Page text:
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Operating and hip pain


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#1 Mike Marriage

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Posted 16 March 2007 - 10:49 AM

I've only been operating for around a year, but I've found that it can cause my left hip to ache (hip opposite socket block). It is an internal pain, not just the vest rubbing.

Has anyone else had similar aches or pains? When operating, I tend to roll on the outside of my feet more than usual so maybe that is something to do with it? I guess with the added weight of the rig, that puts an abnormal lateral force on the hip.

It isn't a lasting pain, or that bad compared to other fatigue factors, but I want to nip it in the bud if possible.

Thanks in advance for any advice!
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#2 Kris Torch Wilson

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Posted 16 March 2007 - 01:44 PM

Hi Mike,

I experienced the same pain. I starting making small adjustments to the vest length until I found the sweet spot. Also, if I don't stand up straight it puts pressure on spots that don't like to be pressured. I've ask my Utility to poke me in the neck when he notices me stooping. He gets too much perverse pleasure out of doing so but it helps me.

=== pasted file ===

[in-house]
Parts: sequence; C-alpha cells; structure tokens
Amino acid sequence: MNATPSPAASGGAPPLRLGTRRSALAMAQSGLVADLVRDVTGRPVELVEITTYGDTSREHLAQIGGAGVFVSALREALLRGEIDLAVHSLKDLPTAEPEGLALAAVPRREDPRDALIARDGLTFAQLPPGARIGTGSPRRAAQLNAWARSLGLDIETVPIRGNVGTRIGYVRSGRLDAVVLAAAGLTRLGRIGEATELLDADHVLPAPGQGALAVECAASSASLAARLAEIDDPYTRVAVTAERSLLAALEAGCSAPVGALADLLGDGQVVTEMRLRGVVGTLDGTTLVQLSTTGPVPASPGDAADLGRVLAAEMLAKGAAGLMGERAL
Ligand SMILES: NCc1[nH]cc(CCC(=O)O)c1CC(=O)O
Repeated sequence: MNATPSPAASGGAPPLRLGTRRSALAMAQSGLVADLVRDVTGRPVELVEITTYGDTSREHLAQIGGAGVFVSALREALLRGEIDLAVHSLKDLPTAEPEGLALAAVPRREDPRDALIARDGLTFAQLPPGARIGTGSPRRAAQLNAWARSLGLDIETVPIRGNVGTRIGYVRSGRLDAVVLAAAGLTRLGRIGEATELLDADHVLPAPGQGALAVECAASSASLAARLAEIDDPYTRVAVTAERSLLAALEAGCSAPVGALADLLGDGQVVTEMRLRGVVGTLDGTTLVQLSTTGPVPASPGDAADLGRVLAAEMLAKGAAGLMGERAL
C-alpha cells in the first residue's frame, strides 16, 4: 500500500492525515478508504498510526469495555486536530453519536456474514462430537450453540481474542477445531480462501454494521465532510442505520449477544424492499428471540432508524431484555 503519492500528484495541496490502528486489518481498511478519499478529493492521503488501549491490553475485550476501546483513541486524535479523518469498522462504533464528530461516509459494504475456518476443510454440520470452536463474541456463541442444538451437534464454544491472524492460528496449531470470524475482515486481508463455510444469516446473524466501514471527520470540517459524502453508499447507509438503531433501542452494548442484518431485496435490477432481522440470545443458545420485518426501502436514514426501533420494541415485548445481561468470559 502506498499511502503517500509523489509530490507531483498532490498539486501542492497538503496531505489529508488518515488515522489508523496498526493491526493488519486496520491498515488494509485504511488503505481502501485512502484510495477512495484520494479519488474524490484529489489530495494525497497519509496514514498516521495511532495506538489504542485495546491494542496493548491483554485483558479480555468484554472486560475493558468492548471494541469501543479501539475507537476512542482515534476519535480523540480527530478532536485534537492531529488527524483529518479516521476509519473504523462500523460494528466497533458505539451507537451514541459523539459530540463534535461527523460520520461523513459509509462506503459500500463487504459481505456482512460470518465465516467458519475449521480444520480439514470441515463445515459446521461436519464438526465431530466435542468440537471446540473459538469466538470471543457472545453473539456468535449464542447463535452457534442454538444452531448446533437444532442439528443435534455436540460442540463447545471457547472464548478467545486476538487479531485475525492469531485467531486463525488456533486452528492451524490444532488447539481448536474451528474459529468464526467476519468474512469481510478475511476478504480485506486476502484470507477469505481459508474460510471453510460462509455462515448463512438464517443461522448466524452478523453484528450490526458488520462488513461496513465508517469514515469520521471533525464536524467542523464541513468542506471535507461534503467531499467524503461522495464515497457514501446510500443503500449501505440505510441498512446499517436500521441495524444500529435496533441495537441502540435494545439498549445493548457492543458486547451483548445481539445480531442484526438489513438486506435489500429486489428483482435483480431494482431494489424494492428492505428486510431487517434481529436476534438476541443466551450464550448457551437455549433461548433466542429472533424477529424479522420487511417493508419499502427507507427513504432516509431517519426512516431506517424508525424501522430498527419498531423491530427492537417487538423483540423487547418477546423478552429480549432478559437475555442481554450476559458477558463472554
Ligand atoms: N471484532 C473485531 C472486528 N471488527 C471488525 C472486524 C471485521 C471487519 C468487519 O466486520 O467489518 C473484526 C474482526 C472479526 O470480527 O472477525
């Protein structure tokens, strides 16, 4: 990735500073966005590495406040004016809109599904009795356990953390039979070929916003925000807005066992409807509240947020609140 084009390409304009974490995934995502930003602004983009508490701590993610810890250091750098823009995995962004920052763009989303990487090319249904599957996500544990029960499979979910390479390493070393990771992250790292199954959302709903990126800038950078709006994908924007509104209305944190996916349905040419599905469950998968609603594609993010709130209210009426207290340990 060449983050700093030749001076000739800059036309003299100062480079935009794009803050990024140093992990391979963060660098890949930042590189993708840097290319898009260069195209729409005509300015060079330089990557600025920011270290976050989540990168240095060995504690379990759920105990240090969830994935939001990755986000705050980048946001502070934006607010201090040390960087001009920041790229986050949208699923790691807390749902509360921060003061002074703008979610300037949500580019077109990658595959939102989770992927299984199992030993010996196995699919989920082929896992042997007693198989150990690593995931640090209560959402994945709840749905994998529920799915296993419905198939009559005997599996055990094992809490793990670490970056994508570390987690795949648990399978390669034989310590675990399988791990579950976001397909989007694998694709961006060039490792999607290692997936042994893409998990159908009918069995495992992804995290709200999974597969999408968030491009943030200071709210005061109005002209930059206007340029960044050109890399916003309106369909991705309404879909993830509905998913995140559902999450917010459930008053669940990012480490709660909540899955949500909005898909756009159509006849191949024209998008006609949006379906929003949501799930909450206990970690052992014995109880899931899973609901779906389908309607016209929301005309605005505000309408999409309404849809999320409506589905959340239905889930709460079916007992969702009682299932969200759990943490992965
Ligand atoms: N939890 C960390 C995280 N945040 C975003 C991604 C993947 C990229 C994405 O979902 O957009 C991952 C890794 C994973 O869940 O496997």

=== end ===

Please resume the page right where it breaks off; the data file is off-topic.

Kris
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#3 Alec Jarnagin SOC

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Posted 16 March 2007 - 02:11 PM

"I've ask my Utility to poke me in the neck when he notices me stooping. He gets too much perverse pleasure out of doing so but it helps me. "

Now that's just funny. Hope you don't get Freddy Kruger as a utility.
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#4 Dave Bittner

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Posted 18 March 2007 - 08:58 PM

Charles and I both experienced this from time to time. I traced mine to kicking out one of my hips while is "rest mode," shifting my weight to one side, loading up that side in a static way in between shots. Once I was aware of it I tried not to do it so much and the hip pain became much less frequent. I don't recall if Charles has the same conclusion, but it's archived in a thread somewhere here...
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#5 Charles Papert

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Posted 19 March 2007 - 11:05 AM

Actually Dave I just had my hips removed which seemed to solve the problem. Plus I can fit into those old jeans so much better now.